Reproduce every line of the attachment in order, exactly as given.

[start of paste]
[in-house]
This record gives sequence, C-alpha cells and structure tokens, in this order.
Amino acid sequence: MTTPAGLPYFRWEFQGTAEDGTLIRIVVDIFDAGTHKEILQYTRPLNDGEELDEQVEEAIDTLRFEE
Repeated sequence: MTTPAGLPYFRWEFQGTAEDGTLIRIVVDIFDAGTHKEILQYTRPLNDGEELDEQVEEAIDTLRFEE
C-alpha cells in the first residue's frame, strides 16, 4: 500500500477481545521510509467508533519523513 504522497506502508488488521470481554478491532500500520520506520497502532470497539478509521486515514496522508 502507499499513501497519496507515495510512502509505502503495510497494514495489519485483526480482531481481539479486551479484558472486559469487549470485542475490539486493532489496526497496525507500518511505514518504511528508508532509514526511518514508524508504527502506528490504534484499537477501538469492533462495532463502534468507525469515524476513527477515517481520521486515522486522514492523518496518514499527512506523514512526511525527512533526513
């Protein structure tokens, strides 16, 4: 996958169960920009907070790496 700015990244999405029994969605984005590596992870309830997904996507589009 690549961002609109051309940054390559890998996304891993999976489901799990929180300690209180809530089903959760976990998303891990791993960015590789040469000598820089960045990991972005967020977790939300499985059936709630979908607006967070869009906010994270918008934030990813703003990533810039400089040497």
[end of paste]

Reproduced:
[in-house]
This record gives sequence, C-alpha cells and structure tokens, in this order.
Amino acid sequence: MTTPAGLPYFRWEFQGTAEDGTLIRIVVDIFDAGTHKEILQYTRPLNDGEELDEQVEEAIDTLRFEE
Repeated sequence: MTTPAGLPYFRWEFQGTAEDGTLIRIVVDIFDAGTHKEILQYTRPLNDGEELDEQVEEAIDTLRFEE
C-alpha cells in the first residue's frame, strides 16, 4: 500500500477481545521510509467508533519523513 504522497506502508488488521470481554478491532500500520520506520497502532470497539478509521486515514496522508 502507499499513501497519496507515495510512502509505502503495510497494514495489519485483526480482531481481539479486551479484558472486559469487549470485542475490539486493532489496526497496525507500518511505514518504511528508508532509514526511518514508524508504527502506528490504534484499537477501538469492533462495532463502534468507525469515524476513527477515517481520521486515522486522514492523518496518514499527512506523514512526511525527512533526513
């Protein structure tokens, strides 16, 4: 996958169960920009907070790496 700015990244999405029994969605984005590596992870309830997904996507589009 690549961002609109051309940054390559890998996304891993999976489901799990929180300690209180809530089903959760976990998303891990791993960015590789040469000598820089960045990991972005967020977790939300499985059936709630979908607006967070869009906010994270918008934030990813703003990533810039400089040497």